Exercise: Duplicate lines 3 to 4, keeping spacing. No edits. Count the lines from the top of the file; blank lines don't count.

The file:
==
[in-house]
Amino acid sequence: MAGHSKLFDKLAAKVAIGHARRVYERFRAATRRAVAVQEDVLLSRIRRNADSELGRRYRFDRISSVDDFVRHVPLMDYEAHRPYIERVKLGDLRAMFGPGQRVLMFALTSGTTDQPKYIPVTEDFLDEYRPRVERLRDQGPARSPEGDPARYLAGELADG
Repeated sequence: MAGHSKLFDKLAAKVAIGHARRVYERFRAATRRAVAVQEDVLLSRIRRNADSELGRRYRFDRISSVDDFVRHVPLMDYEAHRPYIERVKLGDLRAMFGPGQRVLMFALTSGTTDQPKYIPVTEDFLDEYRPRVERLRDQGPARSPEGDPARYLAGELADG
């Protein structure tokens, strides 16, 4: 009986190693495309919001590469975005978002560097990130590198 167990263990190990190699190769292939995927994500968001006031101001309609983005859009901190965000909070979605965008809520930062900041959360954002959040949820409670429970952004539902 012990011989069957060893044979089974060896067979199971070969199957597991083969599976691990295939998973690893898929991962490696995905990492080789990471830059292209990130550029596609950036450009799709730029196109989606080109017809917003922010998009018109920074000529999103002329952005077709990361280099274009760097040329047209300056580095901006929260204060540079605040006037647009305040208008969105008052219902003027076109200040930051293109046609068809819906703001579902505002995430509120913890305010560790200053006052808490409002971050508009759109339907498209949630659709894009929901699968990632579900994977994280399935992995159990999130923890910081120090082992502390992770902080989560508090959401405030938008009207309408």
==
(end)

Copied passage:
Repeated sequence: MAGHSKLFDKLAAKVAIGHARRVYERFRAATRRAVAVQEDVLLSRIRRNADSELGRRYRFDRISSVDDFVRHVPLMDYEAHRPYIERVKLGDLRAMFGPGQRVLMFALTSGTTDQPKYIPVTEDFLDEYRPRVERLRDQGPARSPEGDPARYLAGELADG
């Protein structure tokens, strides 16, 4: 009986190693495309919001590469975005978002560097990130590198 167990263990190990190699190769292939995927994500968001006031101001309609983005859009901190965000909070979605965008809520930062900041959360954002959040949820409670429970952004539902 012990011989069957060893044979089974060896067979199971070969199957597991083969599976691990295939998973690893898929991962490696995905990492080789990471830059292209990130550029596609950036450009799709730029196109989606080109017809917003922010998009018109920074000529999103002329952005077709990361280099274009760097040329047209300056580095901006929260204060540079605040006037647009305040208008969105008052219902003027076109200040930051293109046609068809819906703001579902505002995430509120913890305010560790200053006052808490409002971050508009759109339907498209949630659709894009929901699968990632579900994977994280399935992995159990999130923890910081120090082992502390992770902080989560508090959401405030938008009207309408």